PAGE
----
This section is from the "A Complete Dictionary of Dry Goods" book, by George S. Cole. Also available from Amazon: A complete dictionary of dry goods and history of silk, cotton, linen, wool and other fibrous substances,: Including a full explanation of the modern processes ... together with various useful tables.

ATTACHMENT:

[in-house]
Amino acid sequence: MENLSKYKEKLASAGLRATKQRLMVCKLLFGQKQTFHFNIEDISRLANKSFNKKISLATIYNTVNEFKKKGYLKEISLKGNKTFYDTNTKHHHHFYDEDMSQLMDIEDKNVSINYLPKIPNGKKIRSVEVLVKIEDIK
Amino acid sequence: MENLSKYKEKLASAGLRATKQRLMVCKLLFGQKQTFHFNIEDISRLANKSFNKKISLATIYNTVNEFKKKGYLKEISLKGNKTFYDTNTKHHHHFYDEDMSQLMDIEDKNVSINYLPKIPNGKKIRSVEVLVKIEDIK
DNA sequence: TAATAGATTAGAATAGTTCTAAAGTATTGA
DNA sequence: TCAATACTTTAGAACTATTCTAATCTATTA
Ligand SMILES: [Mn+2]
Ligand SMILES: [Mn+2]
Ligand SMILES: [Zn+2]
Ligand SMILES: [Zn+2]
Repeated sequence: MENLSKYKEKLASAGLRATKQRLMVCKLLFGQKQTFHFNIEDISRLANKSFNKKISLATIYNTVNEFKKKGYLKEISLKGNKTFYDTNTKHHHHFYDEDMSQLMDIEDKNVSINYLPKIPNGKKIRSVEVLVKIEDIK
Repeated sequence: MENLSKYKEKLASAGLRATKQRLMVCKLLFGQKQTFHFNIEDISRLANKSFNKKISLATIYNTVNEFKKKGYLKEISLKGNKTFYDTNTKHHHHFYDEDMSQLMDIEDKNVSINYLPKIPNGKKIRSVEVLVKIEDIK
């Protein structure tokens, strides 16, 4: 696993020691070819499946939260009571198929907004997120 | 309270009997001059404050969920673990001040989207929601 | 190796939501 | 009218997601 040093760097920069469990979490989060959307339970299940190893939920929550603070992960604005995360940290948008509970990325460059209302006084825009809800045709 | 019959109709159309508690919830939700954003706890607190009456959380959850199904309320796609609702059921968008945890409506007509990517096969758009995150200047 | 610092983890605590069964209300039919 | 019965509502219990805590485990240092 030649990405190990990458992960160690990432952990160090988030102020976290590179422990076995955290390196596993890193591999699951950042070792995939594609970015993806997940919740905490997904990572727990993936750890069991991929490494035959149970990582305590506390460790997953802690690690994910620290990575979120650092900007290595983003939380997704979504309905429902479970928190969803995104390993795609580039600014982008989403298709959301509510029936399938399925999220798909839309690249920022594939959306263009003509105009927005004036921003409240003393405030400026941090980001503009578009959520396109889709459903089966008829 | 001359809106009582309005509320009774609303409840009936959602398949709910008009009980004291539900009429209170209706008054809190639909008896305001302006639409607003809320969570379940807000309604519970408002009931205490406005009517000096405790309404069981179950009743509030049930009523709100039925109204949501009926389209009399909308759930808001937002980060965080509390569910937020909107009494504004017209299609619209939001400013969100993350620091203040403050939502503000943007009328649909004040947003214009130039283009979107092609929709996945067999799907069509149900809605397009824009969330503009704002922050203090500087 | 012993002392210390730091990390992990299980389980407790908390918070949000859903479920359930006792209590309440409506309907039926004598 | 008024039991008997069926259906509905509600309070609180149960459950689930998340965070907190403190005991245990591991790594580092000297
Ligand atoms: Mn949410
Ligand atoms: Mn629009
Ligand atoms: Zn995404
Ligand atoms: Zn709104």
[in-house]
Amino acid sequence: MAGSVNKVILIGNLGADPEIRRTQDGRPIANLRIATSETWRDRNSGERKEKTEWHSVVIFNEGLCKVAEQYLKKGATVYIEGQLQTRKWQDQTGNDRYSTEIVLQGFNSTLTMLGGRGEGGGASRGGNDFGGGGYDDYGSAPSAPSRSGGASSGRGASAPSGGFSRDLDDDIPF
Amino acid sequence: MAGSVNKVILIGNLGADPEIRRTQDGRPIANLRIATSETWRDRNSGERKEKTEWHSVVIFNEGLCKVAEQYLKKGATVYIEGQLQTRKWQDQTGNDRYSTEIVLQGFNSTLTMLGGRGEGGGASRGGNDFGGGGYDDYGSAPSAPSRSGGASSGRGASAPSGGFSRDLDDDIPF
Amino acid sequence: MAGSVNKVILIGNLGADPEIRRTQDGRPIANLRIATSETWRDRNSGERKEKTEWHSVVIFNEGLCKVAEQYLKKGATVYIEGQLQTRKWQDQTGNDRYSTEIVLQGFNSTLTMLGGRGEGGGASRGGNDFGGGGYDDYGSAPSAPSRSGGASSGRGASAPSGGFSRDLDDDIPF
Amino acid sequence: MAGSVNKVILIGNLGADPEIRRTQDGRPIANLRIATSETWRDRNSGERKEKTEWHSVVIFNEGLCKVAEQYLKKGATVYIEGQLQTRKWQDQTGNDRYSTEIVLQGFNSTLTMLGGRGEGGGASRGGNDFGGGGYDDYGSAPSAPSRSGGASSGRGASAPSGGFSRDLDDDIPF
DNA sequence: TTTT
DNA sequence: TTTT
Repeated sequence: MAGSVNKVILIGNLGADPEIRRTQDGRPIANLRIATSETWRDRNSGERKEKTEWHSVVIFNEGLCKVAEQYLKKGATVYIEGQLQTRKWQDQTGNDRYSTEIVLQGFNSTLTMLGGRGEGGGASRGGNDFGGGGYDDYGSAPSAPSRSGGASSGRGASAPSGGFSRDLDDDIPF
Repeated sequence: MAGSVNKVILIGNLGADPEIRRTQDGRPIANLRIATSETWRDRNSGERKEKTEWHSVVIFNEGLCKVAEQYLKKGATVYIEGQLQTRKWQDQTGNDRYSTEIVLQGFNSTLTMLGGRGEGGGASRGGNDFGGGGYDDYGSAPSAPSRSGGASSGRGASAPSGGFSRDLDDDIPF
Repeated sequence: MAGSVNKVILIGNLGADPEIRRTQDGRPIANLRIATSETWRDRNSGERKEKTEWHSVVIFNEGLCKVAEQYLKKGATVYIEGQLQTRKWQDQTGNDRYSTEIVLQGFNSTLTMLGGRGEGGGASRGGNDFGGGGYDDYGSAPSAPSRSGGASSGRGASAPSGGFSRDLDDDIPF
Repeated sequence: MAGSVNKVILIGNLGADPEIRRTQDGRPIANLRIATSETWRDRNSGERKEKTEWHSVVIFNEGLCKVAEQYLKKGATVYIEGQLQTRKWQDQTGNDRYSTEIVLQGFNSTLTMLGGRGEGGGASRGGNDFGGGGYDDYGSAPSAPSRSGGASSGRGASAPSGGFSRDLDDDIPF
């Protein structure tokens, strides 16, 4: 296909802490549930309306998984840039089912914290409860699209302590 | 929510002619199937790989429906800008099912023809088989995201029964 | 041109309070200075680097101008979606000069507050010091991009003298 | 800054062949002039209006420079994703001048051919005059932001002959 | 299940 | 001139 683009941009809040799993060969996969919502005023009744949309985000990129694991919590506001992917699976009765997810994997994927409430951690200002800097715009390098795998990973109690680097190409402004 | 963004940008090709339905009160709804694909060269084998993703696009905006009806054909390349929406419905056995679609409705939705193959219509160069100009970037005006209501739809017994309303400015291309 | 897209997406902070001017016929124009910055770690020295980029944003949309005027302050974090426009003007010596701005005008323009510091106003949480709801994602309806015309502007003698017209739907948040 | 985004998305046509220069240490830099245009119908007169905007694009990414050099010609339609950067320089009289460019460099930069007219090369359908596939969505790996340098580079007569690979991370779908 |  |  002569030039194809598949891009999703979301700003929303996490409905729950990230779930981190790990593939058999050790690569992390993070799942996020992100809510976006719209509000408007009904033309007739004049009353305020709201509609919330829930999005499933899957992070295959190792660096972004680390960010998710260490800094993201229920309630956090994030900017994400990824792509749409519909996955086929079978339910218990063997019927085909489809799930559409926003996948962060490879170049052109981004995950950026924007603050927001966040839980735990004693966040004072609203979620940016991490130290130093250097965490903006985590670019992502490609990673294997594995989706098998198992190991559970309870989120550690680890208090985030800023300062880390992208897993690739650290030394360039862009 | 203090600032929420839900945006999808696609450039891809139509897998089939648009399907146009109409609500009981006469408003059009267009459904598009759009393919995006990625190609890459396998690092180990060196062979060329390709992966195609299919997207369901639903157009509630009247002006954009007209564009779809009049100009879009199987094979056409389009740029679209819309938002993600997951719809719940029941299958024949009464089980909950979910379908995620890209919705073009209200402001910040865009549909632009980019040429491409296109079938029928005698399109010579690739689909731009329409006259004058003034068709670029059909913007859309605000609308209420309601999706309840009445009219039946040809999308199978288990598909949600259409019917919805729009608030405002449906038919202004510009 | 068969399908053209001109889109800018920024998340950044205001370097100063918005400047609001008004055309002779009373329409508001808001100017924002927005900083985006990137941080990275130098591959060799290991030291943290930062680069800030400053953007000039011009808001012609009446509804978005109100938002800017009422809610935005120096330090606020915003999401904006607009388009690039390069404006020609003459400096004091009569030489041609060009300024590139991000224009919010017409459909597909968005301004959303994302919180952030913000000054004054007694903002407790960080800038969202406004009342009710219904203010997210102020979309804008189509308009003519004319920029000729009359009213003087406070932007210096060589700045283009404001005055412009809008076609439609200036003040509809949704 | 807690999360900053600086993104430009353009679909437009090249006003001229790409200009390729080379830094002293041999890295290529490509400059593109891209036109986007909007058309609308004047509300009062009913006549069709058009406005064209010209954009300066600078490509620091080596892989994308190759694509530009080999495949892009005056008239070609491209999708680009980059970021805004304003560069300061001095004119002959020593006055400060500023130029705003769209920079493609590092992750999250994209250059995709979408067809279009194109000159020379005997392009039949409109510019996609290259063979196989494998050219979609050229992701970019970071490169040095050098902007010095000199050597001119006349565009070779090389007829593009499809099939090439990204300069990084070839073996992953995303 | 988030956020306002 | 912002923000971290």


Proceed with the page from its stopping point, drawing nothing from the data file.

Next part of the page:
Peau De Soie (Po'-De-Soa). [From French peau, leather, and soie, silk - signifying a silk with a fine, even grain or leather-like surface] A silk dress fabric, woven like ordinary gross-grain, but with a rib so fine and close as to produce a face very similar to a plain-woven fabric. The best grades of peau de soie are finished on both sides exactly alike, but the cheaper qualities are single-faced. The peau de soie so much in vogue in recent years is but the "paduasoy" in which Martha Washington and her compeers of colonial days delighted to adorn themselves. The weave is the same, though the title has been slightly altered. [See Paduasoy]